Natascha Kampusch case resurfaces: Murder theory rises over 'suicide' of police chief who led inquiry into eight-year disappearance of schoolgirl

Suspicions have been raised by results of new tests carried out by Austrian forensic expert


Austria is poised to reopen the case of Natascha Kampusch, the kidnapped schoolgirl who escaped from eight years' imprisonment in a cellar in 2006, following the release of new evidence which suggests that the "suicide" of the police chief who led the investigation into her abduction may in fact have been murder.

Natascha Kampusch was just 10 years old when she was abducted. In March 1998 her kidnapper grabbed her from behind as she was walking to school in Vienna and bundled her into the back of a van. For the next eight years she was imprisoned in a specially built underground cell beneath the suburban home of her abductor.

In August 2006 she finally managed to escape. Neighbours discovered the then 18-year-old girl looking pale, emaciated and terrified as she hid in a next door garden. At first they did not believe her story. But later the same day the headless corpse of Wolfgang Priklopil, her 44-year-old kidnapper was found on a railway line just outside the Austrian capital.

Yet seven years on from what was held to be the conclusion of one of the world's most publicised abduction cases, new evidence has emerged which implies that Priklopil may have had an accomplice and that police and justice authorities could have been involved in an attempt to cover up his existence.

Suspicions have been raised by the results of new tests carried out by the Austrian forensic expert Professor Peter Leinzinger which were published on Wednesday. They conclude that Franz Kröll, the reputedly incorruptible Vienna police colonel who led the Kampusch investigation until his alleged "suicide" in 2010, may have been murdered.

Mr Kröll is said to have come under intense pressure to present a "doctored version" of the Kampusch kidnapping to prosecutors. He is reported to have told colleagues shortly before he was due to present his findings in early January 2010: "I am not going to go in there and lie to everyone's face."

But on 8 January 2010, the Vienna state prosecutor held a press conference at which he declared that the Kampusch case had been solved and that Priklopil was the only perpetrator. Mr Kröll was absent. Six months later the policeman's dead body was found slumped on a terrace outside his flat in the Austrian town of Graz.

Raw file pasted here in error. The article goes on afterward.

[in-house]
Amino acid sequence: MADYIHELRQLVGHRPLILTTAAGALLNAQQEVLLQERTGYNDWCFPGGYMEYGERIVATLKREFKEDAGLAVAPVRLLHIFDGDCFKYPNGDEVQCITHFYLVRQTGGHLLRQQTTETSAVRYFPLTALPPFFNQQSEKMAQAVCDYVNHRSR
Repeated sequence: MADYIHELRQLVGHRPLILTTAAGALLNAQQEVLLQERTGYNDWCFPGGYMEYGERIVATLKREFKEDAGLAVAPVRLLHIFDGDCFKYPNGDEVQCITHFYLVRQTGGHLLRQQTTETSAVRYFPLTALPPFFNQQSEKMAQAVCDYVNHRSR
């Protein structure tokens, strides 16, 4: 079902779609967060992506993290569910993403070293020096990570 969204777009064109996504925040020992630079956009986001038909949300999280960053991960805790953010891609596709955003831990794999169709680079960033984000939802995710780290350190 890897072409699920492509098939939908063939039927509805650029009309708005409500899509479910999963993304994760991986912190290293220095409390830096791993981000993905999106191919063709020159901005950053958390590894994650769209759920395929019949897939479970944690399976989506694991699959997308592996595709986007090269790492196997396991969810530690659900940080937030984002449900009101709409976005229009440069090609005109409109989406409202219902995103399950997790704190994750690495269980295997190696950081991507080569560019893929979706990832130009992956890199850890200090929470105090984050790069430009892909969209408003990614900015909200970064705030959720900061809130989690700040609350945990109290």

A judicial inquiry concluded that he had shot himself in the head with a round fired from left to right from his police issue Walther pistol which he had held in his left hand. However Professor Leinzinger concludes: "Contrary to the findings of the investigating officers, the shot was fired from right to left." His report directly contradicts the original investigation and suggests that Mr Kröll's death was not suicide at all.

Furthermore, earlier police claims that the projectile that killed the policeman had  "bounced off the wall" of his terrace are contradicted by Professor Leinzinger who discovered that the hole allegedly left in the wall by the bullet was a hole "drilled to support a washing line".

There are other factors which suggest that Kröll did not commit suicide. His brother Karl, who has been fighting to have the investigation reopened, says that there are "huge inconsistencies" in the handwriting used in the note his brother allegedly left behind. In addition, the contents of an A4 file in which his brother used to log details of the Kampusch case was missing from its folder when police showed up to investigate his death.

"Professor Leinzinger's report will now form the basis of a parliamentary inquiry, Karl Kröll told Der Spiegel magazine this week, "This case must be finally resolved," he insisted.

The mystery surrounding Mr Kröll's suicide has already led to an independent investigation into the Kampusch affair which is being led by Johann Rzeszut, a former president of Vienna's Supreme Court. He says he has found 27 inconsistencies and omissions in the case and claims that police have ignored several vital pieces of evidence.

One of the most significant is the eyewitness account of a 12-year-old schoolgirl referred to as Ischtar A. who is thought to have been the only person who saw Kampusch being abducted in March 1998. She has revealed that she told police on six occasions that another man was sitting in the driving seat of the van as Priklopil grabbed Kampusch off the street and bundled her into the back of the vehicle.

Ischtar A, who is now 24, has since testified under oath that police put her under intense pressure not to mention the existence of a second man as they were wrapping up their inquiry.

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